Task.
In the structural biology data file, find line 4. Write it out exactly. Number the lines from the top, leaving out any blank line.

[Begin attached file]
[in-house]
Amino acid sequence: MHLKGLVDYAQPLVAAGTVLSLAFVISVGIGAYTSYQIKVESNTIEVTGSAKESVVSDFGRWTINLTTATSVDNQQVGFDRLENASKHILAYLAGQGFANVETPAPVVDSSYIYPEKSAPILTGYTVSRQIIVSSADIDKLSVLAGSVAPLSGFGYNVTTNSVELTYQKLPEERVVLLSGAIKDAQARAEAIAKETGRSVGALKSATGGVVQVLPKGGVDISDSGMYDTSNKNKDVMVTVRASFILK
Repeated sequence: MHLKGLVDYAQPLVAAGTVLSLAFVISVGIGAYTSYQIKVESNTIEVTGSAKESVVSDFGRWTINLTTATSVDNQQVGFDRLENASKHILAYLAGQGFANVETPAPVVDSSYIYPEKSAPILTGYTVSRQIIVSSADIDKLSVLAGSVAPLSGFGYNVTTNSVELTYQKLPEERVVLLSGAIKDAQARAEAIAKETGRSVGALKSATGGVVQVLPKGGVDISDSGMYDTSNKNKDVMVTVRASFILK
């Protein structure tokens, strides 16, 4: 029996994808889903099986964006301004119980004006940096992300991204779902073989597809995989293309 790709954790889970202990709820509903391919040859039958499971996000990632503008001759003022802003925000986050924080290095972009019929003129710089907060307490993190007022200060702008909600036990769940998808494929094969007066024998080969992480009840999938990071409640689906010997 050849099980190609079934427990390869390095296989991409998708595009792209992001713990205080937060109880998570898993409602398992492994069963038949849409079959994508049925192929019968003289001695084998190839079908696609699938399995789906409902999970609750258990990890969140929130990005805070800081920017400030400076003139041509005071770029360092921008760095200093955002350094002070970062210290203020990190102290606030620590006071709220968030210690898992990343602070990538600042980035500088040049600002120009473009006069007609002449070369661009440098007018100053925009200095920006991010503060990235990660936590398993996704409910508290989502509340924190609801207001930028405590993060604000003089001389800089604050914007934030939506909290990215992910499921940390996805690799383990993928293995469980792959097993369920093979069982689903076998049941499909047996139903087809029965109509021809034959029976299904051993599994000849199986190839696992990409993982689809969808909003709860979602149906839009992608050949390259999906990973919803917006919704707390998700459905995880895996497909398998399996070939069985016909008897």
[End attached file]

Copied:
């Protein structure tokens, strides 16, 4: 029996994808889903099986964006301004119980004006940096992300991204779902073989597809995989293309 790709954790889970202990709820509903391919040859039958499971996000990632503008001759003022802003925000986050924080290095972009019929003129710089907060307490993190007022200060702008909600036990769940998808494929094969007066024998080969992480009840999938990071409640689906010997 050849099980190609079934427990390869390095296989991409998708595009792209992001713990205080937060109880998570898993409602398992492994069963038949849409079959994508049925192929019968003289001695084998190839079908696609699938399995789906409902999970609750258990990890969140929130990005805070800081920017400030400076003139041509005071770029360092921008760095200093955002350094002070970062210290203020990190102290606030620590006071709220968030210690898992990343602070990538600042980035500088040049600002120009473009006069007609002449070369661009440098007018100053925009200095920006991010503060990235990660936590398993996704409910508290989502509340924190609801207001930028405590993060604000003089001389800089604050914007934030939506909290990215992910499921940390996805690799383990993928293995469980792959097993369920093979069982689903076998049941499909047996139903087809029965109509021809034959029976299904051993599994000849199986190839696992990409993982689809969808909003709860979602149906839009992608050949390259999906990973919803917006919704707390998700459905995880895996497909398998399996070939069985016909008897």